The Oil Market is Super Tight—But Also Not at All
Prices are rising fast but crude markets are far from healthy
Oil prices have rocketed back above $75 a barrel for the first time since 2018, bullish sentiment abounds, and market commentators are talking seriously about $100 oil for the first time since 2014 on the combination of resurgent demand and slower, less-responsive supply.
But what are the data telling us about how tight the current oil market is, really?
In short: Bullish outlooks rest on the fact that demand for crude is currently outstripping production, inventories are falling fast while non-OPEC production growth looks challenged going forward. However, today’s market remains far from healthy as those tight spot markets are entirely the result of OPEC+ market management, inventories aren’t actually that low by pre-2015/16 glut standards, and global refinery margins—especially outside the US—continue to languish in anemic territory.
Demand for crude appears to exceed current production and oil inventories are falling
On its face, the market certainly appears tight in that there is currently more crude being consumed than produced. The oil futures curve is steeply backwardated, meaning that shipments for immediate delivery are trading at a premium to later-dated cargoes.
This market structure incentivizes inventory out of storage tanks and into the market to fill the supply gap, which is exactly what we’ve been seeing. Crude inventories in OECD countries continue to fall at a rapid pace and have more-or-less completely recovered from their pandemic swelling.
Non-OPEC oil supply is responding more slowly and less forcefully than usual, if at all
Oil production prospects outside of OPEC+ remain relatively weak despite the price surge, due at least in part to the decisive shift in equity market sentiment against new oil and gas investments. Producers are facing increasing pressure to pump profitable barrels, return capital to investors, and resist pouring billions of dollars into new projects.
Recent climate activist wins—including the ExxonMobil board vote, Shell’s Dutch court-ordered emissions cuts, and the official cancellation of the symbolic Keystone XL pipeline—all embolden industry opponents and further heighten the resistance against production growth in OECD countries.
And while the ultimate outcome of these political shifts is bearish for crude as emissions-reduction policies take the reins, the near-term consequence is likely bullish for oil prices as increasingly handcuffed producers fail to respond quickly and fully to recent price spikes.
But not everything is looking so bullish.
Inventory levels remain historically high and OPEC still has a glut of spare capacity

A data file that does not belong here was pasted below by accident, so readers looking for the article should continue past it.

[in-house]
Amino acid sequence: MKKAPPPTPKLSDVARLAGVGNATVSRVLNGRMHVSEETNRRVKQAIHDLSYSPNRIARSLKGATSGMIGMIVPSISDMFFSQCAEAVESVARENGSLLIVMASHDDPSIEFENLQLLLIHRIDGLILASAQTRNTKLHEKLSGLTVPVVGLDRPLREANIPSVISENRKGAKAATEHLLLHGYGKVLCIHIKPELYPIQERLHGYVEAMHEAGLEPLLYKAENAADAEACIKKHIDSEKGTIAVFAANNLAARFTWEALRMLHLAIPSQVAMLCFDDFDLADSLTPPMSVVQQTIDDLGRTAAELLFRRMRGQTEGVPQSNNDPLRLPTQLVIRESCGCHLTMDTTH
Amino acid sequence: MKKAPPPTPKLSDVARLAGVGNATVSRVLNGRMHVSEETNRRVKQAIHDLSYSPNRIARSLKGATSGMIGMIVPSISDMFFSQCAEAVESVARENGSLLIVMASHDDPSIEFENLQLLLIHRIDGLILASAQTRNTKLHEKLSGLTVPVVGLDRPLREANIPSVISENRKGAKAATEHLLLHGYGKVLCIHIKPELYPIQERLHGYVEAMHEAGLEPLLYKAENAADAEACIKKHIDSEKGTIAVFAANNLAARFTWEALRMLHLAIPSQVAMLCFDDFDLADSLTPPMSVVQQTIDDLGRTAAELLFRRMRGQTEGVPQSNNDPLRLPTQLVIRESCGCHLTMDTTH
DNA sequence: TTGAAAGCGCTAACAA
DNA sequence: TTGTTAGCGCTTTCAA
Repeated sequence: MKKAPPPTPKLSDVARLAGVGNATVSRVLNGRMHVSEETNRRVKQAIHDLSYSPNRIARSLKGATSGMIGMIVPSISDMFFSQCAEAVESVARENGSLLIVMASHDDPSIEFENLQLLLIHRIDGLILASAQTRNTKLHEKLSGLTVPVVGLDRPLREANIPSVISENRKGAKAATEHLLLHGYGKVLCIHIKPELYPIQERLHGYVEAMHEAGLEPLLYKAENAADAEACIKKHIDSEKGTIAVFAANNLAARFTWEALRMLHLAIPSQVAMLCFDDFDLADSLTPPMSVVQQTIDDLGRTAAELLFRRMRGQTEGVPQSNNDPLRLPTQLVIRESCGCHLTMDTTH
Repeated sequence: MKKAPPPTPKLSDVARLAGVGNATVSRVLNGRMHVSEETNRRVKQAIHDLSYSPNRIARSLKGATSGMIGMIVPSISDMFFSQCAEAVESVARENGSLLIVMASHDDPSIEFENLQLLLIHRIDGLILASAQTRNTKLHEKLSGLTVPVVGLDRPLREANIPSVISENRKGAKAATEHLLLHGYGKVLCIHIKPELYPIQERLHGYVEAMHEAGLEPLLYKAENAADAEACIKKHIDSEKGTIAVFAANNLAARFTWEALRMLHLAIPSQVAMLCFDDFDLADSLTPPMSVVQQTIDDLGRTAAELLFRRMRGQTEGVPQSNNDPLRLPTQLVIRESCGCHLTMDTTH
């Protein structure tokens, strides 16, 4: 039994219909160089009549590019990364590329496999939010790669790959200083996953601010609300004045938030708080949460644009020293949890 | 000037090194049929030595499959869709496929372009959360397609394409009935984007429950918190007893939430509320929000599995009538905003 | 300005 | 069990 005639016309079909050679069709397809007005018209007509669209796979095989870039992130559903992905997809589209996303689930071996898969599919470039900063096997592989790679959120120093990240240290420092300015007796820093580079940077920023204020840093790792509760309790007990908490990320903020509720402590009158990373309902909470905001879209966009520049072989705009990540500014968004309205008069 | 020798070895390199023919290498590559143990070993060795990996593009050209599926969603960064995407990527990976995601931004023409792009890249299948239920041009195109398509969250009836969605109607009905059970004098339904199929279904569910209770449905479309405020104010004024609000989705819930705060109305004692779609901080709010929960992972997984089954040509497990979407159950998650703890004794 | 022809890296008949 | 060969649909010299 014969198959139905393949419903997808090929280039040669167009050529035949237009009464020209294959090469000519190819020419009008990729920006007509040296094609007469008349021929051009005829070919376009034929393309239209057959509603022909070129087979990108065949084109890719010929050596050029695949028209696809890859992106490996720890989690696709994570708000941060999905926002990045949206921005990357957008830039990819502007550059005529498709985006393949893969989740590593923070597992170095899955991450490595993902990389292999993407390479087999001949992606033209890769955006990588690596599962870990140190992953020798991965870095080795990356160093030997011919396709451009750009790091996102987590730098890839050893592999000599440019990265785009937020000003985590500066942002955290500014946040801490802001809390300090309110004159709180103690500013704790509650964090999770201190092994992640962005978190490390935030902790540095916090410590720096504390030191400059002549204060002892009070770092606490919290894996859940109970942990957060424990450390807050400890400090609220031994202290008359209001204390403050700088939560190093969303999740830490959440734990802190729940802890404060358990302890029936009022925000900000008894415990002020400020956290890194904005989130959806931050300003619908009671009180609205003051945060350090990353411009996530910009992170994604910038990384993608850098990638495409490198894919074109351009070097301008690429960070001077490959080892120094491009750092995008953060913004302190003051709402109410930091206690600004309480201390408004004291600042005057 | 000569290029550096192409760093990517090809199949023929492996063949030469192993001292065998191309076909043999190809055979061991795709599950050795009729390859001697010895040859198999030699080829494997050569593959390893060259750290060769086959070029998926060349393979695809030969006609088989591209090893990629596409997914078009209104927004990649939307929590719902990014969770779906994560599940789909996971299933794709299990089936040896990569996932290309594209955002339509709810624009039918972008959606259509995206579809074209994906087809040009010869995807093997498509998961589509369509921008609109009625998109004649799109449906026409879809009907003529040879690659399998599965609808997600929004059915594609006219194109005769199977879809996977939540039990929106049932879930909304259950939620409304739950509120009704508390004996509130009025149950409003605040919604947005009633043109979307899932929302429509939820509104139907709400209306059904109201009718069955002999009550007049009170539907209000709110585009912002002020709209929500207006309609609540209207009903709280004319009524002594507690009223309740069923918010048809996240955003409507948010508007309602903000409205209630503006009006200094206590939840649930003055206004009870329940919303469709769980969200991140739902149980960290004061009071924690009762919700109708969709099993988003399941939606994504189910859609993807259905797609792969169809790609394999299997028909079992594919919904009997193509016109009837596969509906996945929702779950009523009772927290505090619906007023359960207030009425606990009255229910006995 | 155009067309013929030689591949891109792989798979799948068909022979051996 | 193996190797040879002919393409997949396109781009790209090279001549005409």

The overall oil inventory level isn’t actually that low despite this record-fast drawdown of OECD stocks. In fact, inventory levels remain quite high by pre-2015 super-glut standards. Inventories continue to look ample—if not elevated—on a pre-2015 basis even after adjusting for higher global demand, pipeline fill, or other factors that slightly reduce the comparative inventory level but fail to materially move the needle.
Moreover, there is also the pesky detail of OPEC+’s spare capacity. The producer alliance proved invaluable in the opening months of the pandemic when it cut production by a record 10 million barrels per day to offset the demand collapse, but lots of that capacity remains on the sidelines champing at the bit to flow anew.
Refinery margins remain lacklustre globally and downright bad outside the US
But even if the market doesn’t care about still-inflated inventory levels and OPEC+ can continue to perfectly execute its gradual market re-entry, petroleum product demand could still present a near-term speedbump on the road to rebalancing.
For evidence of the continued weakness in global petroleum product demand, look no further than refining margins, especially those outside the US. While US crack spreads have rebounded convincingly as Americans jump back into pre-pandemic routines, the refining environments in Europe and Asia are far less sanguine. Global jet fuel margins remain weak for obvious reasons but in Northwest Europe and Singapore both gasoline and diesel (gasoil) margins remain notably weaker than they were going into the pandemic, with the latter in particular somewhere between 1/3-1/4 the level of late-2019.
In conclusion, crude prices have plenty of structural tailwinds behind them but some serious short-term indigestion to work through before I’d be confident in crude’s staying power above $75 per barrel, let alone $100 per barrel.